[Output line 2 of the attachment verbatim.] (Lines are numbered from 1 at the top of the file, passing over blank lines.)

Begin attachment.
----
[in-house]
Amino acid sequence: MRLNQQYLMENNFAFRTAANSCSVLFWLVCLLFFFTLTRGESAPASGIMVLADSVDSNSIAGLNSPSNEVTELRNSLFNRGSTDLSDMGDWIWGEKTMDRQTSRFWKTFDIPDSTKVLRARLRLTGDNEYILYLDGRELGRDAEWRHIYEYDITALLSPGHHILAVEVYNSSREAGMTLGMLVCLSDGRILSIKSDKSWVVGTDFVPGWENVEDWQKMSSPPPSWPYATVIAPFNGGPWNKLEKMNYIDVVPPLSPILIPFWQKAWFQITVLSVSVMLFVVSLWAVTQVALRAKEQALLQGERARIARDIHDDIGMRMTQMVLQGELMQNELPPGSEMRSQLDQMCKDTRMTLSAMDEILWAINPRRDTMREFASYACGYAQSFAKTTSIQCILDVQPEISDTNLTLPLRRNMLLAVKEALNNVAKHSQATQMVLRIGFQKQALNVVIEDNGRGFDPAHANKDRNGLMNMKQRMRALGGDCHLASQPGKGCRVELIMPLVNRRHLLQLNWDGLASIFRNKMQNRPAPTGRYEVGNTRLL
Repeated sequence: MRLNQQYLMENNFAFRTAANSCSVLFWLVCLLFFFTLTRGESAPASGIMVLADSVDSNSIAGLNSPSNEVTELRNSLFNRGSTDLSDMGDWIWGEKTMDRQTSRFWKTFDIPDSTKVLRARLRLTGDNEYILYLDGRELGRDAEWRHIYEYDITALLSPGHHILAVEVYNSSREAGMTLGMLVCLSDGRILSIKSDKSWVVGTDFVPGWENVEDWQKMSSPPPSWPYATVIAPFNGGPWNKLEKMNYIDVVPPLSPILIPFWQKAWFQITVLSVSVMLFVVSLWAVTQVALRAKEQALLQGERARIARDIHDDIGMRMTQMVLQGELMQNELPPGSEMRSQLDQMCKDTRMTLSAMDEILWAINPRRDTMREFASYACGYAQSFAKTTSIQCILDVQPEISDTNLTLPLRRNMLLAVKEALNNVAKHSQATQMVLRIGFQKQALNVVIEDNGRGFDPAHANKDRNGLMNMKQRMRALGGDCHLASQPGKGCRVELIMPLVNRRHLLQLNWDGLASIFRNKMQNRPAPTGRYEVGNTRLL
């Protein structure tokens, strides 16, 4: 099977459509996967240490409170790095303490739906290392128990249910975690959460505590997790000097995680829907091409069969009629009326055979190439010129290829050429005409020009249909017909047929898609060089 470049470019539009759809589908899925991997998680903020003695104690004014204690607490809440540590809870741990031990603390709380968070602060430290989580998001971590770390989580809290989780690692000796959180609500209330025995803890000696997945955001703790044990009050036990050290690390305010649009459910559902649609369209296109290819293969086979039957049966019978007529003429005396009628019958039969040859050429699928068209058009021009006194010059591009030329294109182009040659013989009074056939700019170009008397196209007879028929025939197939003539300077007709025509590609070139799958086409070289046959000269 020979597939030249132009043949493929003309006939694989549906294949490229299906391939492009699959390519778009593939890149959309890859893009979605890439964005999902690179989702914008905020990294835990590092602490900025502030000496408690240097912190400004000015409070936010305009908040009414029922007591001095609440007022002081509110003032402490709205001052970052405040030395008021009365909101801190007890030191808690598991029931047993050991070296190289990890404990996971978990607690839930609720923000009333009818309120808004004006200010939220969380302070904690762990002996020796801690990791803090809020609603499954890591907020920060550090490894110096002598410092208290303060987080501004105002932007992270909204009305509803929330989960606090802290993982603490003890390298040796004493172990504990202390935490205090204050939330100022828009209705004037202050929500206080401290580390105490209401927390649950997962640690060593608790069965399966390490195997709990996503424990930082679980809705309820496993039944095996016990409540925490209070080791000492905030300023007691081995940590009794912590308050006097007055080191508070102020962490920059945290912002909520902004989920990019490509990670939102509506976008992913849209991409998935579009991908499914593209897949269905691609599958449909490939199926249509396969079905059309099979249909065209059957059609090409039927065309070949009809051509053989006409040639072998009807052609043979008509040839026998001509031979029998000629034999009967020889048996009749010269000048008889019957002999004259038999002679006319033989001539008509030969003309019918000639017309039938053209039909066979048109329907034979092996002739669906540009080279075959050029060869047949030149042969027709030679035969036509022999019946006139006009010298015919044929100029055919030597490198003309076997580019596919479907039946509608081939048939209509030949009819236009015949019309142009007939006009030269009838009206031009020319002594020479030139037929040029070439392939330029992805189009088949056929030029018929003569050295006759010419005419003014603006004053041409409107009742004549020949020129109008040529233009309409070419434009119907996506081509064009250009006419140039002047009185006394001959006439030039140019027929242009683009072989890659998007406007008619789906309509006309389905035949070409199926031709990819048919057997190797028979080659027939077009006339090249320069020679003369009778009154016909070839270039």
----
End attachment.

Amino acid sequence: MRLNQQYLMENNFAFRTAANSCSVLFWLVCLLFFFTLTRGESAPASGIMVLADSVDSNSIAGLNSPSNEVTELRNSLFNRGSTDLSDMGDWIWGEKTMDRQTSRFWKTFDIPDSTKVLRARLRLTGDNEYILYLDGRELGRDAEWRHIYEYDITALLSPGHHILAVEVYNSSREAGMTLGMLVCLSDGRILSIKSDKSWVVGTDFVPGWENVEDWQKMSSPPPSWPYATVIAPFNGGPWNKLEKMNYIDVVPPLSPILIPFWQKAWFQITVLSVSVMLFVVSLWAVTQVALRAKEQALLQGERARIARDIHDDIGMRMTQMVLQGELMQNELPPGSEMRSQLDQMCKDTRMTLSAMDEILWAINPRRDTMREFASYACGYAQSFAKTTSIQCILDVQPEISDTNLTLPLRRNMLLAVKEALNNVAKHSQATQMVLRIGFQKQALNVVIEDNGRGFDPAHANKDRNGLMNMKQRMRALGGDCHLASQPGKGCRVELIMPLVNRRHLLQLNWDGLASIFRNKMQNRPAPTGRYEVGNTRLL